Background: Diurnal variation in mood is a prominent symptom of depression, and is typically experienced as positive mood variation (PMV - mood being worse upon waking and better in the evening). The present study sought to advance understanding of PMV by measuring daily mood variation in non-clinical individuals with varying levels of depressed mood. Based on research into normative variation in mood and evidence that circadian amplitudes may be decreased in depression, it was hypothesised that compared to those with low levels of depression, individuals meeting Centre for Epidemiological Studies-Depression Scale (CES-D) cut-off for probable depression would exhibit an attenuated circadian component in diurnal variation of Positive Affect (PA).
Method: Ninety-nine young healthy women (mean age=21.5, SD=3.0) living on a normal sleep-wake schedule provided mood reports every two hours between 0800 h and 2200 h for 7 days.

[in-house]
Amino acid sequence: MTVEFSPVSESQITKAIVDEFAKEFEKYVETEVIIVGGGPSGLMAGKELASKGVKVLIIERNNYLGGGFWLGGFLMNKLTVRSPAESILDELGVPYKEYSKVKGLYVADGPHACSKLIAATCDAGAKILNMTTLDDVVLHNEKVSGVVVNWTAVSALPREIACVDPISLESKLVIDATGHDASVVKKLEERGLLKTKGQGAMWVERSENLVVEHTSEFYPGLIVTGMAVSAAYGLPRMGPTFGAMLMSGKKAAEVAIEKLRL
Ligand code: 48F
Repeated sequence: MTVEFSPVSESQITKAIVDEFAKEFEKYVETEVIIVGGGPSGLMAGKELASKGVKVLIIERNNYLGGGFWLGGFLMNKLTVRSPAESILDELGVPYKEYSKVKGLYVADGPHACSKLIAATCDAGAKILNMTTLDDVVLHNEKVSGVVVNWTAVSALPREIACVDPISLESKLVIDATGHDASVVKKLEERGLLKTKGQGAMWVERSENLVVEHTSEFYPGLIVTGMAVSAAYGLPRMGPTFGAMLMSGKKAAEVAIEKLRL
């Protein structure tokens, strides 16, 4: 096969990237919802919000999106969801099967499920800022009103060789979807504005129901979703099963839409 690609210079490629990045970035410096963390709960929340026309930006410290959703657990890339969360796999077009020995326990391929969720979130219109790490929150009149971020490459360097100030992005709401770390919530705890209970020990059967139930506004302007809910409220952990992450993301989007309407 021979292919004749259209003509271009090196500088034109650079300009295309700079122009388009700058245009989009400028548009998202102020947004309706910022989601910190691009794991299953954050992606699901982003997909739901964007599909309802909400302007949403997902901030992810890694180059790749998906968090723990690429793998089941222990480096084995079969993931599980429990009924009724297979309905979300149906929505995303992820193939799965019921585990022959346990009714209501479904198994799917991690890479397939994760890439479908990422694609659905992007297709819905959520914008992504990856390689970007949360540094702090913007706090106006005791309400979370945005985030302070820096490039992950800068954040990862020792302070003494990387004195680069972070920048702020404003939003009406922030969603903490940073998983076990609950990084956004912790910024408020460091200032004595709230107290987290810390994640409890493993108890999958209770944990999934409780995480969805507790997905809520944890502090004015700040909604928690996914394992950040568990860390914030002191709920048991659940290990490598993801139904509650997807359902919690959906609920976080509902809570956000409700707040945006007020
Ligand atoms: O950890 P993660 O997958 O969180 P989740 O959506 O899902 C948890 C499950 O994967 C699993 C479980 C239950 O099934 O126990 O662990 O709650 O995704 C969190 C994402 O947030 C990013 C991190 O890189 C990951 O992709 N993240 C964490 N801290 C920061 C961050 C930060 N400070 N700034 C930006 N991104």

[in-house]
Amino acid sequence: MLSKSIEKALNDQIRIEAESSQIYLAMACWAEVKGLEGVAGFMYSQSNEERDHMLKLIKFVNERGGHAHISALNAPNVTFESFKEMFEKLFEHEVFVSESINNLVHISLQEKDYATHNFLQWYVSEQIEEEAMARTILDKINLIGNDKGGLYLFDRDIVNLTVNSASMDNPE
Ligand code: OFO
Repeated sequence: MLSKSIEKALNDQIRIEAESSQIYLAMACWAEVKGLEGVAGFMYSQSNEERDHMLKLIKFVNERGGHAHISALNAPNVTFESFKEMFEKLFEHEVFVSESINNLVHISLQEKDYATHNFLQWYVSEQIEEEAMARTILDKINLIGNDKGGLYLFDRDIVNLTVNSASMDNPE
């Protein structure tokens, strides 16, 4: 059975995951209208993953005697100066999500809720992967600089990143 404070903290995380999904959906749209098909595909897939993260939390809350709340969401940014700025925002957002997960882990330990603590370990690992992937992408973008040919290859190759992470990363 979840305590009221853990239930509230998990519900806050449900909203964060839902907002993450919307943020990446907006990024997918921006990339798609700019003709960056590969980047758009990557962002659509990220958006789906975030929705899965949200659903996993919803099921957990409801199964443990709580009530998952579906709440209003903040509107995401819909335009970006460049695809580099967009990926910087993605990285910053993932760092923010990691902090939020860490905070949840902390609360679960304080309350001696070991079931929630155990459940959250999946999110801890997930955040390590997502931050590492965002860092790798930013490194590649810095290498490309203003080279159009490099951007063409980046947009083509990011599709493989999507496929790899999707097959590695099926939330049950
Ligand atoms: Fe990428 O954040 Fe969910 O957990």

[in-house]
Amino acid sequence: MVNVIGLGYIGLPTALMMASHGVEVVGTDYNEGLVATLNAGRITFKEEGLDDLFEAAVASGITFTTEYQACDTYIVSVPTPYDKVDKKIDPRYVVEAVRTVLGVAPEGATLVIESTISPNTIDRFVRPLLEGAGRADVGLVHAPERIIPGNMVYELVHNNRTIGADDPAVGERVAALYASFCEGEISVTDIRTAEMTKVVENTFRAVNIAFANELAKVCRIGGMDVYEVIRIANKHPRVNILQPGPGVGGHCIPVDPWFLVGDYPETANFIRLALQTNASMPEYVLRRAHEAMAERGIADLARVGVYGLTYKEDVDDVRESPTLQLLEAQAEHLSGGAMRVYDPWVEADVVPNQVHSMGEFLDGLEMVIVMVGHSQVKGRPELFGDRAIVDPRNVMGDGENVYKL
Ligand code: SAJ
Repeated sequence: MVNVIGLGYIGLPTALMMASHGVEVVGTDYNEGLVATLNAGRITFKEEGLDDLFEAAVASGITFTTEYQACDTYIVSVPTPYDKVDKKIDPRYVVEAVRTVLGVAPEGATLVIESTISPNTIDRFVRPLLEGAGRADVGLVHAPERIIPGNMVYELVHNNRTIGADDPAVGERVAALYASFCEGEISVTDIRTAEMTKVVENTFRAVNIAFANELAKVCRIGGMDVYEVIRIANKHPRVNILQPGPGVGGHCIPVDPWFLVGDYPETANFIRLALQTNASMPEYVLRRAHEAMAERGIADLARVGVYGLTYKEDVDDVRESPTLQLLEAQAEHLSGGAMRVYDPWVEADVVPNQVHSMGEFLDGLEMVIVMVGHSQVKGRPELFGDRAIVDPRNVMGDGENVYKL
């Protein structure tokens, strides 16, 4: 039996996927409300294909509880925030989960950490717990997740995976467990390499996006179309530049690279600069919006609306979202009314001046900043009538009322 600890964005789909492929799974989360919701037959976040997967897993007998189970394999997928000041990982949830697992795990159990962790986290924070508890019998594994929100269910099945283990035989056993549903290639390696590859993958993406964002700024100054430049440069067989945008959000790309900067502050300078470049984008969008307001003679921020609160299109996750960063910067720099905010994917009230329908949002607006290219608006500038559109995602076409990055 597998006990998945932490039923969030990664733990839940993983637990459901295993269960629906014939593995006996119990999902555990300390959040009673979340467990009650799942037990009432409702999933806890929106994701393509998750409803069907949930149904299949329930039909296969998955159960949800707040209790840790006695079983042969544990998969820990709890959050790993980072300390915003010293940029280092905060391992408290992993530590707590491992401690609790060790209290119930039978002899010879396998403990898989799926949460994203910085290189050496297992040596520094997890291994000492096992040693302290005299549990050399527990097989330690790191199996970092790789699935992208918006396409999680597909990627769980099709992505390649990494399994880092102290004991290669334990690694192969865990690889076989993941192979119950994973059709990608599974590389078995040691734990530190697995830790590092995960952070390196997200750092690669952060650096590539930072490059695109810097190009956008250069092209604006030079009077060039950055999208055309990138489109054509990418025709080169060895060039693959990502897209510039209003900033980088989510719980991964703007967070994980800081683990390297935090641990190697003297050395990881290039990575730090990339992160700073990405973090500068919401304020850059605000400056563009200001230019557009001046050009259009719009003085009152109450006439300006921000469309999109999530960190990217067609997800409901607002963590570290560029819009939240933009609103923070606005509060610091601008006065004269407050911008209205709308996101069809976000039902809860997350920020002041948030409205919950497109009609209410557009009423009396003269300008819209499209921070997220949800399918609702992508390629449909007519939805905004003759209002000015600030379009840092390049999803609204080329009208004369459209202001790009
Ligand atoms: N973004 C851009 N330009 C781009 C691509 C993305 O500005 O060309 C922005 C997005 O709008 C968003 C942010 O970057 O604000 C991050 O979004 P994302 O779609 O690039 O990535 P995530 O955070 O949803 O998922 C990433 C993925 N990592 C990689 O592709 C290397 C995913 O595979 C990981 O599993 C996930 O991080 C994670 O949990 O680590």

Results: The high depression group (CES-D > or = 23, n=22) exhibited a pattern of diurnal variation consistent with PMV (increased PA in the evening relative to the morning). As predicted, evidence was also found that the high depression group was characterized by a decreased circadian component to diurnal variation in PA relative to the low depression group (CES-D < 23, n=77).
Conclusions: It is provisionally concluded that diurnal mood variation in depression can usefully be understood from the perspective of weakened circadian function. Findings are discussed in terms of limitations of the study's naturalistic design and future research avenues identified.